We used a planar fault with a length of 600 km along strike and a width of 240 km along the dip with a uniform strike of 201° and a uniform dip angle of 11° to approximate the subduction plate interface following Zhou et al. (2014) (Fig. 1). Previous studies have demonstrated that the assumption of planar fault geometry does not cause significant modeling effects through inversions of static geodetic displacement (Zhou et al. 2014; Lee et al. 2011). We thus employed a single planar fault in this study. To obtain the seismic slip history, the fault plane was divided into 20 × 8 subfaults with dimensions of 30 km × 30 km. The hypocenter (142.8°E, 38.05°N, 24 km depth) determined by JMA is located at the center of the 11th subfault along the strike and at the center of the 6th subfault along the dip referring to the northwesternmost subfault (Fig. 1).
We used a multi-time-window inversion method (Olson and Apsel 1982; Lee et al. 2006) to estimate the rupture process of the 2011 Tohoku-Oki earthquake. The moment rate function for each subfault was expressed by a linear combination of 20 symmetric triangular basis functions with expansion coefficients. The duration time of each triangle was 10 s, and the shift time of adjacent triangles was 5 s. Suzuki et al. (2011) indicated that the 78-s slip duration for each subfault is sufficient for stable inversion analysis of the 2011 Tohoku-Oki earthquake, whereas the 105-s slip duration in the present study is long enough to span the entire rupture process. The expansion coefficients for the triangular basis functions for all subfaults are unknown parameters in the inversion. To allow for heterogeneous rupture velocity, we assumed the hypocenter to be the initial rupture location. Moreover, we employed a sufficiently large a priori rupture velocity of 3.5 km/s that approaches the shear wave velocity following the “zero rupture delay time” approach of Lee et al. (2006). After the inversion with the a priori rupture velocity, we defined a rupture delay time for each subfault as the time of cumulative slip exceeding a threshold following Lee et al. (2006), which was measured from the initial rupture at the hypocenter. We then calculated the rupture velocity for each subfault as the shortest on-fault distance from the hypocenter to the subfault divided by the rupture delay time. By definition, this estimated rupture velocity cannot exceed the a priori value.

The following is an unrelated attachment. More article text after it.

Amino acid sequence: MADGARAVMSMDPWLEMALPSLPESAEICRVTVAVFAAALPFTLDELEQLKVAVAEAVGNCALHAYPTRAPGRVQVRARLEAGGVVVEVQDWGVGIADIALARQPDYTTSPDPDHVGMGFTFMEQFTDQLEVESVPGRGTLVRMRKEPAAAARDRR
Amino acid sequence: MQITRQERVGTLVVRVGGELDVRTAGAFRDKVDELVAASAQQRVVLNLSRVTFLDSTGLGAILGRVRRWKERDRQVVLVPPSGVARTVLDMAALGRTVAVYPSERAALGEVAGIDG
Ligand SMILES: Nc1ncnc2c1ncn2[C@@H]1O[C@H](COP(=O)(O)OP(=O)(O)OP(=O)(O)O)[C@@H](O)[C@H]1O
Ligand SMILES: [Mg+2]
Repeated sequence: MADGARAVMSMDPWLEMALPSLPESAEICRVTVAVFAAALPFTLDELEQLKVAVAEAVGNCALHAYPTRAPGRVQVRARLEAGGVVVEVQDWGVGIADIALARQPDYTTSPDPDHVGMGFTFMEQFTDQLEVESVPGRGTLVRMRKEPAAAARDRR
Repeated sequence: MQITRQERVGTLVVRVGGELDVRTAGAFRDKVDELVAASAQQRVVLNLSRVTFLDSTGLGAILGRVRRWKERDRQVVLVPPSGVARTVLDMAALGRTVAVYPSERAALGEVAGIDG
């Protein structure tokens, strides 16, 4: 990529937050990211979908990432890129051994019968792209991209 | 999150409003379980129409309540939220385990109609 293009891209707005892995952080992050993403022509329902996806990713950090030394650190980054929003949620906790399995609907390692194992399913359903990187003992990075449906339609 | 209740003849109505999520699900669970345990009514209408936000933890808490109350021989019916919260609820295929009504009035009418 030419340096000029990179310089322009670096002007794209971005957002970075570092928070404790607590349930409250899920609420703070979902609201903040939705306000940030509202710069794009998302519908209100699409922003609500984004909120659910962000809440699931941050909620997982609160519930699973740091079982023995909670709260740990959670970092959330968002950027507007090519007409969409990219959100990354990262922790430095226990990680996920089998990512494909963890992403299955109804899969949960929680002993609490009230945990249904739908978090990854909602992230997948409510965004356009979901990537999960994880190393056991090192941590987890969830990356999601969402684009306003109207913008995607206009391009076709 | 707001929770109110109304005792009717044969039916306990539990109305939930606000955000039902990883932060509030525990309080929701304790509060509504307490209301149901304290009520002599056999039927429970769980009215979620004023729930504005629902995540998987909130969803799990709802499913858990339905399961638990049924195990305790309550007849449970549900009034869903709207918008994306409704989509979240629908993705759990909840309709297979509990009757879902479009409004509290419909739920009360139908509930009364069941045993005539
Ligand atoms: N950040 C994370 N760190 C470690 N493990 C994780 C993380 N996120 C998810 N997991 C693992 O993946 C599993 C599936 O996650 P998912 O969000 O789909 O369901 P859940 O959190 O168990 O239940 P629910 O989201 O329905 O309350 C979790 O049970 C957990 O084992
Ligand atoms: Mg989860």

To directly invert for the rupture model from the complete ground motion recordings, it is necessary to use Green’s functions including both dynamic and static displacement responses. We used the frequency–wavenumber (FK) synthetic seismogram package of fk3.1 developed by Zhu to generate the Green’s functions (Zhu and Rivera 2002). We used a layered velocity structure shown in Additional file 2: Table S1, which is based on the local velocity structure of Wu et al. (2008) and the Preliminary Reference Earth Model (PREM; Dziewonski and Anderson 1981) to calculate the Green’s functions. In forward modeling, to compute the synthetic waveforms accurately, we divided each of the 30 km × 30 km subfaults into 25 finer subfaults with dimensions of 6 km × 6 km, and we obtained the Green’s function as the mean of displacements owing to unit slip on the 25 finer subfaults. A 0.05-Hz fourth-order low-pass Butterworth filter, which was applied to the 1-Hz hr-GPS data, was also employed to filter the Green’s functions to ensure common spectral content.
Cumulative slip distribution